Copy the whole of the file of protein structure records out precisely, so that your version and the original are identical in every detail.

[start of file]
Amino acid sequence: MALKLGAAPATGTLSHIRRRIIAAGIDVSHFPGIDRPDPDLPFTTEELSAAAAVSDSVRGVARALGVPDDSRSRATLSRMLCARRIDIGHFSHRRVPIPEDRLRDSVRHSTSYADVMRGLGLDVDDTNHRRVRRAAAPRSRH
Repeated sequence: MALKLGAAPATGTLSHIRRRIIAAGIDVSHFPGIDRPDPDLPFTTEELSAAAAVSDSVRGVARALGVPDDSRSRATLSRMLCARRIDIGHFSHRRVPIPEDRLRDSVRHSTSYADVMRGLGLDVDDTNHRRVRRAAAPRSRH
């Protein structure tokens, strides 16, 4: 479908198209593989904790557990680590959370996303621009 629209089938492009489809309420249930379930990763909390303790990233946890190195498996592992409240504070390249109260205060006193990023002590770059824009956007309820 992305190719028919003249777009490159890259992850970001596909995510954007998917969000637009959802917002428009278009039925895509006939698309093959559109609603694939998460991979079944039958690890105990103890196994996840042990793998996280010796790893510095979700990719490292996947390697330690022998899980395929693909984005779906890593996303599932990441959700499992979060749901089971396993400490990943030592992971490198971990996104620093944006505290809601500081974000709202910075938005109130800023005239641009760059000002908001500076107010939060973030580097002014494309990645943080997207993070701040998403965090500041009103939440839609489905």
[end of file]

Amino acid sequence: MALKLGAAPATGTLSHIRRRIIAAGIDVSHFPGIDRPDPDLPFTTEELSAAAAVSDSVRGVARALGVPDDSRSRATLSRMLCARRIDIGHFSHRRVPIPEDRLRDSVRHSTSYADVMRGLGLDVDDTNHRRVRRAAAPRSRH
Repeated sequence: MALKLGAAPATGTLSHIRRRIIAAGIDVSHFPGIDRPDPDLPFTTEELSAAAAVSDSVRGVARALGVPDDSRSRATLSRMLCARRIDIGHFSHRRVPIPEDRLRDSVRHSTSYADVMRGLGLDVDDTNHRRVRRAAAPRSRH
């Protein structure tokens, strides 16, 4: 479908198209593989904790557990680590959370996303621009 629209089938492009489809309420249930379930990763909390303790990233946890190195498996592992409240504070390249109260205060006193990023002590770059824009956007309820 992305190719028919003249777009490159890259992850970001596909995510954007998917969000637009959802917002428009278009039925895509006939698309093959559109609603694939998460991979079944039958690890105990103890196994996840042990793998996280010796790893510095979700990719490292996947390697330690022998899980395929693909984005779906890593996303599932990441959700499992979060749901089971396993400490990943030592992971490198971990996104620093944006505290809601500081974000709202910075938005109130800023005239641009760059000002908001500076107010939060973030580097002014494309990645943080997207993070701040998403965090500041009103939440839609489905």